Great Woods, the project of songwriter and multi-instrumentalist Eric Ryrie, blends a wealth of warm, powerful alt-Americana sounds that over-score his vivid storytelling. His debut EP, Strange Lives, brings that all to the fore and runs the gamut of styles as Ryrie examines the feelings that come with uprooting yourself physically while continuing to develop emotionally.
Today, we’re featuring Strange Lives which we had Ryrie break down for us track by track. Check it all out below and be sure to keep it locked here for more from Great Woods.
“Strange Times In The City”
This is a song I wrote not too long after moving to NYC. It’s a partially fictionalized account of someone making a choice to change their physical environment in hopes of gaining happiness or improving their relationships. While definitely inspired by my real life move, it’s not exactly autobiographical.
I think any story can be improved by a bit of fiction.
“Poison In The Well”
The music to this one is years and years old. I wrote it while I was still living in Boston playing with my old band The Shills. It was one of those songs that you write and love but never know where it fits or what to do with it. So it sat dormant in my head for ages until I found myself in the middle of a Stephen King binge. I think I was reading “Duma Key” when I started writing the words. So it ended up being a mashup of a few different stories I read which got twisted up together and came out as something new. I’ve often found books and movies are a great place to borrow ideas from for lyrics.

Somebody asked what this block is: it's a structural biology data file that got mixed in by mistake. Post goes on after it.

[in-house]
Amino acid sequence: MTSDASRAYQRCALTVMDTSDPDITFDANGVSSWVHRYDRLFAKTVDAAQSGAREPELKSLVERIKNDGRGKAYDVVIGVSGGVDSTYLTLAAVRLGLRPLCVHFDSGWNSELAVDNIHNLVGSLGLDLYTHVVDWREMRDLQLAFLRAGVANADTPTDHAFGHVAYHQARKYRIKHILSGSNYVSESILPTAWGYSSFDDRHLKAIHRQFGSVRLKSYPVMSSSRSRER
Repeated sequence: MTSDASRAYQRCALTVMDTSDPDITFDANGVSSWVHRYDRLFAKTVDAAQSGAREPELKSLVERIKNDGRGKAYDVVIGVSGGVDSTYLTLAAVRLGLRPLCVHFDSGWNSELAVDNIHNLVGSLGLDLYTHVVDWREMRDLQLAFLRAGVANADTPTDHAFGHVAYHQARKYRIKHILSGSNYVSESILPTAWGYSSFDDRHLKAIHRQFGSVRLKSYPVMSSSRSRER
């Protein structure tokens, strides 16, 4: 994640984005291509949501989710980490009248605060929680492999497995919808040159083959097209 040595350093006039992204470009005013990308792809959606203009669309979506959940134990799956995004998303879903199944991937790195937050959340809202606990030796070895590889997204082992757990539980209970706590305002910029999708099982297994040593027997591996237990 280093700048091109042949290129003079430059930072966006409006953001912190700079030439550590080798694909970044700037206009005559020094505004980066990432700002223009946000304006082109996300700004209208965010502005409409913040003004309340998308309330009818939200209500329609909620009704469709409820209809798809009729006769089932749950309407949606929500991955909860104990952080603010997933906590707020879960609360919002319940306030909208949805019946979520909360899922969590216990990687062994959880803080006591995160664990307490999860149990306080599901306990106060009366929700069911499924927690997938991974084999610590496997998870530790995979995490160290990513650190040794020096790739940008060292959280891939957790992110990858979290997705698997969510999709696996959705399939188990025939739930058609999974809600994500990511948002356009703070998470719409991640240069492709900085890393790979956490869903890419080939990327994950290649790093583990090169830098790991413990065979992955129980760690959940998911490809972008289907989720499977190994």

I wrote this one up in Woodstock. When my girlfriend heard it she asked if I was gonna break up with her! That’s not what it’s about. It’s about cutting the things out of your life that are toxic. Sometimes if you don’t blow up a personal relationship completely or entirely & irrevocably remove yourself from a situation, it’s impossible to escape. Musically, I tried to take as patient an approach to the track as possible. It was an exercise in restraint and an attempt to present a song simply and let the melodies speak for themselves. I’m particularly happy with how this one came out.
This one is about loss. It as an attempt to say something as directly as possible. I’m a big fan of David Bazan and have always been impressed with the way he is able to say something in a song so plainly and still have it have a great emotional and intellectual impact. If you can get it right, when there’s nothing to unpack in a lyric, I think it can be stronger than a cleverly poetic line. It’s a tough thing to do but this was my attempt and I had a lot of real life experience to draw from, which helped. And it helped me to say it. Also, it made me practice piano more.
“Over The Moon”
I was watching The X-Files when I wrote this. My brain just saw aliens and went, “ok, we can do that,” and the song wrote itself. I’m a bit obsessed with the supernatural so this wasn’t the first & I’m sure this won’t be the last sci-fi song I write.
“Married To The Tide”
I’m not sure exactly where the story in this song came from. It’s about a character we’re all familiar with, a bullshit artist. In this case, he’s a preacher of some sort. These people are the problem with our country and the world… blah blah blah, but it’s true. A solipsistic salesman in a public leadership role that couldn’t give a flying fuck about the people he “serves”. Sound familiar? But never mind that, you can dance to this one.